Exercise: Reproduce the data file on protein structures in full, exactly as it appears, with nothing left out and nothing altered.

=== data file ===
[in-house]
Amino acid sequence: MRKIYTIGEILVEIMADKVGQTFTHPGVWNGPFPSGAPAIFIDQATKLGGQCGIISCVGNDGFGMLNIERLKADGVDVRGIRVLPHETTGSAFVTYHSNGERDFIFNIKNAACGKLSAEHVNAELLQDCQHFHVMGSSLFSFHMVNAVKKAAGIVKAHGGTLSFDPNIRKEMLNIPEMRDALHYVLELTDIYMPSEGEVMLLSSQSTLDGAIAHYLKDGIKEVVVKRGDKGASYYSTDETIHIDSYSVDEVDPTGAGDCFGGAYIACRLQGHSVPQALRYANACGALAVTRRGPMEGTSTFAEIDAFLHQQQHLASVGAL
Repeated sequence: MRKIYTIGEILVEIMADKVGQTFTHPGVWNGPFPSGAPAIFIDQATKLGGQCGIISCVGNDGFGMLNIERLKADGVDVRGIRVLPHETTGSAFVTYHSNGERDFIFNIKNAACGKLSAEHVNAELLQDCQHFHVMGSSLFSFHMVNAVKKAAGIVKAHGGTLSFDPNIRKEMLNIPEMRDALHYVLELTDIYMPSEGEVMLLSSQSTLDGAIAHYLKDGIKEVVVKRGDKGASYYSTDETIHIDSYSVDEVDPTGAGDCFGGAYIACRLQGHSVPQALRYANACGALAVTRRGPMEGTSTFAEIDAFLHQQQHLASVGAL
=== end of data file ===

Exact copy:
[in-house]
Amino acid sequence: MRKIYTIGEILVEIMADKVGQTFTHPGVWNGPFPSGAPAIFIDQATKLGGQCGIISCVGNDGFGMLNIERLKADGVDVRGIRVLPHETTGSAFVTYHSNGERDFIFNIKNAACGKLSAEHVNAELLQDCQHFHVMGSSLFSFHMVNAVKKAAGIVKAHGGTLSFDPNIRKEMLNIPEMRDALHYVLELTDIYMPSEGEVMLLSSQSTLDGAIAHYLKDGIKEVVVKRGDKGASYYSTDETIHIDSYSVDEVDPTGAGDCFGGAYIACRLQGHSVPQALRYANACGALAVTRRGPMEGTSTFAEIDAFLHQQQHLASVGAL
Repeated sequence: MRKIYTIGEILVEIMADKVGQTFTHPGVWNGPFPSGAPAIFIDQATKLGGQCGIISCVGNDGFGMLNIERLKADGVDVRGIRVLPHETTGSAFVTYHSNGERDFIFNIKNAACGKLSAEHVNAELLQDCQHFHVMGSSLFSFHMVNAVKKAAGIVKAHGGTLSFDPNIRKEMLNIPEMRDALHYVLELTDIYMPSEGEVMLLSSQSTLDGAIAHYLKDGIKEVVVKRGDKGASYYSTDETIHIDSYSVDEVDPTGAGDCFGGAYIACRLQGHSVPQALRYANACGALAVTRRGPMEGTSTFAEIDAFLHQQQHLASVGAL